You suggested -- and I read the statement today -- beyond what he said on that day, that the lead-up, the defense of the president and the big lie is, what led to the insurrection.

But his attorney said in the filing today that it's simply too far- fetched and outlandish to pass the plausibility standard of the law.

What's your reaction to that?

WOODS: Well, it's obviously not too far-fetched, because it's exactly what happened. And it happened, what, an hour later?

So, yes, if you stand up and yell fire in a theater, and there's a stampede, and people are killed, yes, you're responsible. And you can't say later, well, I didn't think anybody's going to take me seriously about that. I was just messing around.

I don't know why people take him seriously. But that crowd that was there at the insurrection, they took him seriously, as they took the president seriously and others.

So, yes, he wants trial by combat. And, within hours, we had the horrible scene that we all witnessed on January 6.

CAMEROTA: Grant, what's happening with the Arizona audit that seems to get just more absurd by the day?

WOODS: Well, I -- yes, well, for sure, shocking, given that the Cyber Ninjas are in charge.

But I think, yesterday, we had some action here which was kind of hopeful. And that is, the Board of Supervisors and the other Maricopa County officials, almost all Republicans, met the public, stood up there at a press conference, and they blasted this whole so-called audit.

They blasted the Arizona Senate for getting involved in it. They asked them to stop it. They told them they're not going to cooperate anymore. They called it out for what it is. The new county recorder, who is a Republican, who's in charge of elections now for this, one of the biggest counties in the country, he said over the weekend that Trump's comments on this were the ramblings of a lunatic.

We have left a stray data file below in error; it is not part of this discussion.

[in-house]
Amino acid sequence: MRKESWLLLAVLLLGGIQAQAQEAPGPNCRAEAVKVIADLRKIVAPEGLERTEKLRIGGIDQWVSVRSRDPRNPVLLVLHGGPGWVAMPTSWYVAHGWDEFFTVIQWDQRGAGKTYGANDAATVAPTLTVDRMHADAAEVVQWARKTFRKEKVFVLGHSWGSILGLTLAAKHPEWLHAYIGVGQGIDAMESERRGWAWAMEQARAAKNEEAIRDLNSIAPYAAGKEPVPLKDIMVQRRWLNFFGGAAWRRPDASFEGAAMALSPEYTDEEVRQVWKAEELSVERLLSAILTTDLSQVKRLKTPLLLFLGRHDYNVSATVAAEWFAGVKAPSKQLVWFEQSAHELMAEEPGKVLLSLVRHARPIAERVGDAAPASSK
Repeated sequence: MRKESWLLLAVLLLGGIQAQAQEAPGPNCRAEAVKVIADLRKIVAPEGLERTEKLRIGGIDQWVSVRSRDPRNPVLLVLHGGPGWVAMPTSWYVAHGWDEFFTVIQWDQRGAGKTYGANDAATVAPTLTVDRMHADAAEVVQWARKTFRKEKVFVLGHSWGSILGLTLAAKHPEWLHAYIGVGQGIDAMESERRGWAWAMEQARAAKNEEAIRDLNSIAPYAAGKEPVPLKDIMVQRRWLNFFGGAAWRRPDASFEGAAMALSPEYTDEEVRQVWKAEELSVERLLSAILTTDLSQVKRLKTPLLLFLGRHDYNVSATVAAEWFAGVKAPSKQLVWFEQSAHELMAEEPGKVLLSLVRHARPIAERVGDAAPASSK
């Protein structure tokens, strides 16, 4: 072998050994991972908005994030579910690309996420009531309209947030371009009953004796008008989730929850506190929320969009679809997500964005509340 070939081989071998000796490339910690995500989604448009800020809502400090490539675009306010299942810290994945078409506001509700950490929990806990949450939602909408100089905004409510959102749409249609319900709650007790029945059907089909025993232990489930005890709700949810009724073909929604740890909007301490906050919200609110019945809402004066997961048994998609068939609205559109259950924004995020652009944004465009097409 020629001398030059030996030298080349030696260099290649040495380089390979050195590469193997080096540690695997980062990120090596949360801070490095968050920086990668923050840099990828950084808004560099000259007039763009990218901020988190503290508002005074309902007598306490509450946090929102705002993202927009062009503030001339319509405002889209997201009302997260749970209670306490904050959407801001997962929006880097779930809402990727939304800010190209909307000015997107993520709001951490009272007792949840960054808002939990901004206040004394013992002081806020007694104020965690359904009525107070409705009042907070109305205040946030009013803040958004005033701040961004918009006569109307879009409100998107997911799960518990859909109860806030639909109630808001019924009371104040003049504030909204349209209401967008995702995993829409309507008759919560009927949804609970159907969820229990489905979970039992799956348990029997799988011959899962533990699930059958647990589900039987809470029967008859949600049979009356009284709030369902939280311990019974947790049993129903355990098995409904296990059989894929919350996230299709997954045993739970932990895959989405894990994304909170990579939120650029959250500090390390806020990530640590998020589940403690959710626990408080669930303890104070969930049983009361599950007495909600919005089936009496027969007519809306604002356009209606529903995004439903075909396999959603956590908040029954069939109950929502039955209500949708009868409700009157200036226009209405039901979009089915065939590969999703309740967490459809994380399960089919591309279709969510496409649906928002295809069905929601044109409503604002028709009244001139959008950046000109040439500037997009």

And he called again on everybody to back off and move on because we know who won Maricopa County. It was Joe Biden.

[15:15:00]

So, the sheriff was there. He's a Democrat. One of the supervisors is a Democrat. Everybody else up there -- and that's like half-a-dozen or more people -- they're all elected Republicans, and they all stood up. They stepped up and they told the truth, at the -- at political risk.

So, maybe that's a start. You know, you combine that with Jeff Flake and Cindy McCain and people like that in Arizona, and maybe Arizona can provide some leadership. And some of these Republicans like the Senate Republicans, you're talking about now--

BLACKWELL: Yes.

WOODS: -- maybe they can get a spine.

BLACKWELL: Well, listen, you got some visitors coming to Arizona who thinks this is just the bee's knees.

You have got Marjorie Taylor Greene and Matt Gaetz. Matt Gaetz tweeted that the audit is essential for better election policies and election security. They're going to be in Mesa, Arizona, for their, what's it, the America First Rally Tour.